Keep sick days at bay

Danielle Braff

Getting through a winter with kids usually means endless hours of cuddle time while they nurse their colds, flu and other illnesses. But while cuddle time is nice, it’s even better when your child isn’t accompanied by vomit, snot and other not-so-fun stuff.

Scott Goldstein, MD, a pediatrician with the Northwestern Children’s Practice in Chicago and father of three children between the ages of 2 and 8, shares his top 10 secrets to keeping his kids and his patients healthy.

Wash your hands

This is the best way to prevent the spread of germs. Wash your hands with soap or hand sanitizer as often as possible – especially before and after meals, after using the bathroom and after being around children.

Get a flu shot

This is the only proven way to protect yourself against the flu. You and your family should get flu vaccines every year because the strains in the vaccine often change annually.

Exercise, exercise, exercise

It helps boost your immune system. There are lots of fun ways for you and your children to exercise in the snow: shoveling, building snowmen, dragging a sled up a hill, skiing and ice-skating. You should also sign your children up for a fitness class such as gymnastics, basketball or dance.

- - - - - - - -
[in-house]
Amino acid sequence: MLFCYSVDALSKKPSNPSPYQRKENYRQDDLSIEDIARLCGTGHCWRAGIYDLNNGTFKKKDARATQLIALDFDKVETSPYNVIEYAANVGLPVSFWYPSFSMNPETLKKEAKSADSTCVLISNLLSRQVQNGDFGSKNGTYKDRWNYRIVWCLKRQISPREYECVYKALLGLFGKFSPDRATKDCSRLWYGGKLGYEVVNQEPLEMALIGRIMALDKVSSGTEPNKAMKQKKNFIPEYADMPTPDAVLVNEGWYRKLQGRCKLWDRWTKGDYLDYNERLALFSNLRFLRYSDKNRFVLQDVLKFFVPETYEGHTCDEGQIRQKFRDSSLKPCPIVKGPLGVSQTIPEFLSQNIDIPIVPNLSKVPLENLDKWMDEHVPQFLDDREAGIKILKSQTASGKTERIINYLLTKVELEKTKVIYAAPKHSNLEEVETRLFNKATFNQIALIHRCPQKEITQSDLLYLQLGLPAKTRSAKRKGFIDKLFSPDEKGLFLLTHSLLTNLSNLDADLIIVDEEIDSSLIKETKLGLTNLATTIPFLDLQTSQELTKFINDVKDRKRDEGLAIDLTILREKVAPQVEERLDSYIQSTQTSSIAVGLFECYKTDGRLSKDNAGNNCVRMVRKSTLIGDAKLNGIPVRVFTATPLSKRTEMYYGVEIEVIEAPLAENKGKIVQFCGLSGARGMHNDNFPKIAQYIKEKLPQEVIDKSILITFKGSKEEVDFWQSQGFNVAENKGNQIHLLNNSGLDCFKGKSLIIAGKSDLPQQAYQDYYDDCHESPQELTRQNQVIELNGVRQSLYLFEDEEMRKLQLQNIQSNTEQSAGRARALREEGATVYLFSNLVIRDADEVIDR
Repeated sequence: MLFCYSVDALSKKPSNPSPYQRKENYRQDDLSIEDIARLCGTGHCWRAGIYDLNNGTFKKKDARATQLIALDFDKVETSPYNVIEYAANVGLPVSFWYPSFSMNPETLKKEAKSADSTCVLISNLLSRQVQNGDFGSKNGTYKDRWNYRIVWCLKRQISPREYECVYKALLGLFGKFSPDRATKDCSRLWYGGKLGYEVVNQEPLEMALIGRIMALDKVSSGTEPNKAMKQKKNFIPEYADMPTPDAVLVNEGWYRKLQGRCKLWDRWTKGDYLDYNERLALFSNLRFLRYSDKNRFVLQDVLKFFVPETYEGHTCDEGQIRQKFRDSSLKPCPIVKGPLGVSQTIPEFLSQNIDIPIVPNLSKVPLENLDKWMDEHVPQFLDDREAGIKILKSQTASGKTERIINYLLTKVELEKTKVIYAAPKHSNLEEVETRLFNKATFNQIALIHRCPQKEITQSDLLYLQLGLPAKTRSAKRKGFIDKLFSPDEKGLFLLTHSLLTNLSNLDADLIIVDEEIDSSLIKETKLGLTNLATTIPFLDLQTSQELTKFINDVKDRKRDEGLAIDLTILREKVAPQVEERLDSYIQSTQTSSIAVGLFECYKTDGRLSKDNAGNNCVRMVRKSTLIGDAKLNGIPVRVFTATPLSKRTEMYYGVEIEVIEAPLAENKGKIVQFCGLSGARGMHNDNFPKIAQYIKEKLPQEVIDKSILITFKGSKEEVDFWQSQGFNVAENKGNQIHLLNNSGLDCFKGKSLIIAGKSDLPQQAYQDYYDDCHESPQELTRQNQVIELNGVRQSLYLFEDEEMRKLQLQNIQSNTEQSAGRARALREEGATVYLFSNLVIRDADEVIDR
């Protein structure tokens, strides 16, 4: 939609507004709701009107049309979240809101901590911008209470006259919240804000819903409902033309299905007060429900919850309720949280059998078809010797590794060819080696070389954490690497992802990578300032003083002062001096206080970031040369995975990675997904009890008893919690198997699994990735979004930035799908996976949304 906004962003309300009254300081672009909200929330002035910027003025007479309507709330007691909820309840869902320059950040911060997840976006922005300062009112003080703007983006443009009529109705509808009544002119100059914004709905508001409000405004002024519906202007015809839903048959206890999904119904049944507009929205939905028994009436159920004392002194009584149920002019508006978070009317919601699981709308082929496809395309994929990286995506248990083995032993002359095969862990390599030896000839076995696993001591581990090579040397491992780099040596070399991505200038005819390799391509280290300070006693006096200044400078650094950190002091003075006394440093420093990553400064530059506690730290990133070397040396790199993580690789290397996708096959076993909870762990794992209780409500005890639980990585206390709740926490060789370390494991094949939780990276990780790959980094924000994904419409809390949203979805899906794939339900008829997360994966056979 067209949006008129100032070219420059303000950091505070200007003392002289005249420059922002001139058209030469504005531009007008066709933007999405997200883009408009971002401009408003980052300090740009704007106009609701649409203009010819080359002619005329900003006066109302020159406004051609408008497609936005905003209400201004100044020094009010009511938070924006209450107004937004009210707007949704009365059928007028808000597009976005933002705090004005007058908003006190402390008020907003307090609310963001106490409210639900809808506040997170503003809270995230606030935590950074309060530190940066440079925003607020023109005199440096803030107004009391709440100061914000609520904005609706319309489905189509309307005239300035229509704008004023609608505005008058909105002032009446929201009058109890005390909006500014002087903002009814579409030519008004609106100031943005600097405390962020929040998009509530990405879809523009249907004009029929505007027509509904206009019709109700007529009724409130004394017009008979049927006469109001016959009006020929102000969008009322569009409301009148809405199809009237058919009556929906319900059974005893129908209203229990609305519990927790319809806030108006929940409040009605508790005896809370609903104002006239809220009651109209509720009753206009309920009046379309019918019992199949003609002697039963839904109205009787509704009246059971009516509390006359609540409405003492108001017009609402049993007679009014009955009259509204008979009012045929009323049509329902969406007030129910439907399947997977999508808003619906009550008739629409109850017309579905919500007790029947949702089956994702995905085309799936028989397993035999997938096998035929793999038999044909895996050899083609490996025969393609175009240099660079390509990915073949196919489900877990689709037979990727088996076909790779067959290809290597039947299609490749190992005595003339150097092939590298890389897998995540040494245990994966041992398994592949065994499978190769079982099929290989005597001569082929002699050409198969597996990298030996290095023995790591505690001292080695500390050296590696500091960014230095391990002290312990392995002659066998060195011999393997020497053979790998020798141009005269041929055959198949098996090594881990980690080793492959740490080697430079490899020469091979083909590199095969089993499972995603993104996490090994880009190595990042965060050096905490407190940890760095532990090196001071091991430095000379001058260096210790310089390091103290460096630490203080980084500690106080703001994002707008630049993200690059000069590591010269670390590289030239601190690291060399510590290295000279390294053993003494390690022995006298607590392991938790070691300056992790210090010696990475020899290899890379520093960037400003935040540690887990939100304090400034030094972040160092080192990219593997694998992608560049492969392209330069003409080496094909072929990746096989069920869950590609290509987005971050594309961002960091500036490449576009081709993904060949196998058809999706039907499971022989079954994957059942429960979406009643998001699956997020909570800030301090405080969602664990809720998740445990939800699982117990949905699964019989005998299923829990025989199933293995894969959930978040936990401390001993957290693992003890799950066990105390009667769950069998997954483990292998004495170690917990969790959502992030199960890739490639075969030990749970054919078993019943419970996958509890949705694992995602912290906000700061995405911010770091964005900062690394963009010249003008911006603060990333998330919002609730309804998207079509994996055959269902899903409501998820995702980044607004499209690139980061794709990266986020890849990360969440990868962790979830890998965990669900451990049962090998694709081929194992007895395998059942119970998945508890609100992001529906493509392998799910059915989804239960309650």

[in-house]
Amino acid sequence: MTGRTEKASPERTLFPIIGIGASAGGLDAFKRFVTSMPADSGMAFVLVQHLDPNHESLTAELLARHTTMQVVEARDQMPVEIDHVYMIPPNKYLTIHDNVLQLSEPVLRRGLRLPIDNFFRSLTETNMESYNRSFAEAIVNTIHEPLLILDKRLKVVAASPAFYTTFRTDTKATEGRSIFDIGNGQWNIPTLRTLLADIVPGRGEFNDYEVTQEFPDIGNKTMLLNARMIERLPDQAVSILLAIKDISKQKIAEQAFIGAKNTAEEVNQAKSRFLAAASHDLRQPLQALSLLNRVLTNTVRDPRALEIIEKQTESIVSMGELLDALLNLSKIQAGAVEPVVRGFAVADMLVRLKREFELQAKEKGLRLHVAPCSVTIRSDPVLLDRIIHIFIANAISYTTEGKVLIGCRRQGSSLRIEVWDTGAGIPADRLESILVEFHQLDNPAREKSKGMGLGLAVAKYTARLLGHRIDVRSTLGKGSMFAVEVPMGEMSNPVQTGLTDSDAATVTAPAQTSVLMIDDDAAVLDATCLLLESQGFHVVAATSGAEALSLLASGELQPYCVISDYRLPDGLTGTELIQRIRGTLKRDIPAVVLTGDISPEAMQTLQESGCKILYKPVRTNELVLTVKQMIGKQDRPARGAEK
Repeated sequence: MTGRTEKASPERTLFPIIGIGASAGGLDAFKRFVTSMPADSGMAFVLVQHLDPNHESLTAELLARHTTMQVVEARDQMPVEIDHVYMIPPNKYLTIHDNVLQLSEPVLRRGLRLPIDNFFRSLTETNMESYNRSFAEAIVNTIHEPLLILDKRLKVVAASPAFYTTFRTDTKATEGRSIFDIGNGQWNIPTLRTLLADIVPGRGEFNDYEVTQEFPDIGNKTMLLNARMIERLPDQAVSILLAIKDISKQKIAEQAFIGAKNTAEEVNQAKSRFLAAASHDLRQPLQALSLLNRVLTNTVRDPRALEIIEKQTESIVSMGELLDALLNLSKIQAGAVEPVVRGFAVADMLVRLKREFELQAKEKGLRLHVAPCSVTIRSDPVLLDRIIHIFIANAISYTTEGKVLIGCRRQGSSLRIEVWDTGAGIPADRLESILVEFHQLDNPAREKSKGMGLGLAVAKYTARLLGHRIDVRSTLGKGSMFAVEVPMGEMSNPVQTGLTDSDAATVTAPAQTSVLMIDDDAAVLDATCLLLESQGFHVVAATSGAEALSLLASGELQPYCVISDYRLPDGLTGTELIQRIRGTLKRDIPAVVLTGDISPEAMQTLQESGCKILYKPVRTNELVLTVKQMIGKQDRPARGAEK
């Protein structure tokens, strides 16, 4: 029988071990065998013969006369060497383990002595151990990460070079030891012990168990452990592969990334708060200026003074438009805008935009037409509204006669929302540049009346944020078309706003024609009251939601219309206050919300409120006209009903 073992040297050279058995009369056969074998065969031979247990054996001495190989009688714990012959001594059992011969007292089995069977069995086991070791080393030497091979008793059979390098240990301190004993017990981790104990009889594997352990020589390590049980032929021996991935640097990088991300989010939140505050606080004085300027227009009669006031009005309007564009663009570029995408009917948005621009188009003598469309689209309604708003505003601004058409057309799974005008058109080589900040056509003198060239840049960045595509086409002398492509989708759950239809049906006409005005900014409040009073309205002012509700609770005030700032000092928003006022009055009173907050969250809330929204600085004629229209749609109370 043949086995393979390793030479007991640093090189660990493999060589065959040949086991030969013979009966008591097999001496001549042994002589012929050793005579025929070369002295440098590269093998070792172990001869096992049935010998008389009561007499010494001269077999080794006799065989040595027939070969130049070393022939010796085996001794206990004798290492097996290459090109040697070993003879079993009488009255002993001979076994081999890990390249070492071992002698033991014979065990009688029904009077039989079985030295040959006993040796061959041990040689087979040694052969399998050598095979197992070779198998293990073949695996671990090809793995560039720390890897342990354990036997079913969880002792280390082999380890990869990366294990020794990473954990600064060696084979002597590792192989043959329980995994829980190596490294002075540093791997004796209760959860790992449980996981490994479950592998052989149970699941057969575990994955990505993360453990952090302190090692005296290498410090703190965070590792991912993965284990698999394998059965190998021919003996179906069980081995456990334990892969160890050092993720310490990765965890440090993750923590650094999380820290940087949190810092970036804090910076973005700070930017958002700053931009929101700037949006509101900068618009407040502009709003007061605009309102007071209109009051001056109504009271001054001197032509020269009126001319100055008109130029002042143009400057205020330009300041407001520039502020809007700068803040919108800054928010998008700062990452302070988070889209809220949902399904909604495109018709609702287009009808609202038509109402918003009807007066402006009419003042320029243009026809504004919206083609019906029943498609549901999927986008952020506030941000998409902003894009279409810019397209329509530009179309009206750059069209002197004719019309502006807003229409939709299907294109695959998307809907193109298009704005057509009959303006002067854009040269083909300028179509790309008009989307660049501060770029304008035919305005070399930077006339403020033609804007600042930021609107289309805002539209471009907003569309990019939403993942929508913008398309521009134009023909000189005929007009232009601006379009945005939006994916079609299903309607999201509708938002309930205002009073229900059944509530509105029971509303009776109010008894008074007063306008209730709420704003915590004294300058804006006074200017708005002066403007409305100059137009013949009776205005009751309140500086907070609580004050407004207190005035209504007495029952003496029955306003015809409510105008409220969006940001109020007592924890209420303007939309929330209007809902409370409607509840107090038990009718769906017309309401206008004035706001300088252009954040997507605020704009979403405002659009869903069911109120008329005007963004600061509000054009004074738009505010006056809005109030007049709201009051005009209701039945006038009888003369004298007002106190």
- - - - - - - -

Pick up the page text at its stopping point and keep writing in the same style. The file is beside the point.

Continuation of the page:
Eat healthy

This goes without saying year-round, but a balanced, healthy diet will keep kids’ immune systems functioning at their peak level.

5-4-3-2-1 rule

Each day, you should eat five servings of fruits and vegetables, drink four servings of water, eat three servings of low-fat dairy, watch two hours or less of TV or movies, enjoy one hour or more of physical activity.

Healthy sleep habits

How much sleep does your child need? As much as it takes for him not to seem tired. If you have trouble getting your child out of bed in the morning, or if your child is having meltdowns after school and in the evening, he may not be getting enough sleep.

Encourage reading

Cold days are a good time for you to read to your child or for you to encourage her to read to you. Reading is much healthier for the brain than watching TV or playing video games.

Stay home

If your child is really feeling sick, keep him home. Sick kids in schools or activities spread their germs to others. Plus, if your child isn’t feeling well, he should be home resting. A well-rested child will get better faster than one who is running around all day at school.

Get a check-up

Sometimes, the well-child visits get lost in the sea of sick visits. But well-child visits are an important time for your pediatrician to make sure your child is growing and developing well – and also to vaccinate against some of the major causes of pneumonia and meningitis, which are more common in the winter.

Get outside

There is no reason not to take your kids outside, even when the temperature drops to the teens or 20s. Try to have some outside time every day. This will naturally lead to more exercise and less screen time.